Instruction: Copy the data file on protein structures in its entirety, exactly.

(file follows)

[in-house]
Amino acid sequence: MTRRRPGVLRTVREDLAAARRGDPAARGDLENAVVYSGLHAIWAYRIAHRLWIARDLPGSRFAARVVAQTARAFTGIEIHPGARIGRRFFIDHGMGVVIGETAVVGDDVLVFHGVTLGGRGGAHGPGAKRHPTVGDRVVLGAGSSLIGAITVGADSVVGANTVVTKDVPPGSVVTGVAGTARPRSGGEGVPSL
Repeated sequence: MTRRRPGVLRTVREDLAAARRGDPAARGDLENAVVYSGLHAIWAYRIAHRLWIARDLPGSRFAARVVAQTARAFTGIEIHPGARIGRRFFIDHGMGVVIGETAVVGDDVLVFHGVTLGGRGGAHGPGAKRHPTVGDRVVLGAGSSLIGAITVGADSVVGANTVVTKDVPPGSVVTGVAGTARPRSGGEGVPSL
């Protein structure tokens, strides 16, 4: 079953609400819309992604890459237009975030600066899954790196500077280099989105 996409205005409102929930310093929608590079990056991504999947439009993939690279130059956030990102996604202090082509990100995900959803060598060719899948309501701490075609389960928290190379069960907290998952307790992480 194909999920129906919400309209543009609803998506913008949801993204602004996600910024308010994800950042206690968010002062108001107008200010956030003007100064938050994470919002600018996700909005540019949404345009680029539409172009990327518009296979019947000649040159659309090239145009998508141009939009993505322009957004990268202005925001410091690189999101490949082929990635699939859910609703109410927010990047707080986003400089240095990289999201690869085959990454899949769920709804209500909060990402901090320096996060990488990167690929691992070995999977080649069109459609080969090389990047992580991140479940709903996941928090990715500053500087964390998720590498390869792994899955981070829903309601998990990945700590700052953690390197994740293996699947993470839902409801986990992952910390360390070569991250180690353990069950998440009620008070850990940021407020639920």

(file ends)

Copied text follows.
[in-house]
Amino acid sequence: MTRRRPGVLRTVREDLAAARRGDPAARGDLENAVVYSGLHAIWAYRIAHRLWIARDLPGSRFAARVVAQTARAFTGIEIHPGARIGRRFFIDHGMGVVIGETAVVGDDVLVFHGVTLGGRGGAHGPGAKRHPTVGDRVVLGAGSSLIGAITVGADSVVGANTVVTKDVPPGSVVTGVAGTARPRSGGEGVPSL
Repeated sequence: MTRRRPGVLRTVREDLAAARRGDPAARGDLENAVVYSGLHAIWAYRIAHRLWIARDLPGSRFAARVVAQTARAFTGIEIHPGARIGRRFFIDHGMGVVIGETAVVGDDVLVFHGVTLGGRGGAHGPGAKRHPTVGDRVVLGAGSSLIGAITVGADSVVGANTVVTKDVPPGSVVTGVAGTARPRSGGEGVPSL
């Protein structure tokens, strides 16, 4: 079953609400819309992604890459237009975030600066899954790196500077280099989105 996409205005409102929930310093929608590079990056991504999947439009993939690279130059956030990102996604202090082509990100995900959803060598060719899948309501701490075609389960928290190379069960907290998952307790992480 194909999920129906919400309209543009609803998506913008949801993204602004996600910024308010994800950042206690968010002062108001107008200010956030003007100064938050994470919002600018996700909005540019949404345009680029539409172009990327518009296979019947000649040159659309090239145009998508141009939009993505322009957004990268202005925001410091690189999101490949082929990635699939859910609703109410927010990047707080986003400089240095990289999201690869085959990454899949769920709804209500909060990402901090320096996060990488990167690929691992070995999977080649069109459609080969090389990047992580991140479940709903996941928090990715500053500087964390998720590498390869792994899955981070829903309601998990990945700590700052953690390197994740293996699947993470839902409801986990992952910390360390070569991250180690353990069950998440009620008070850990940021407020639920």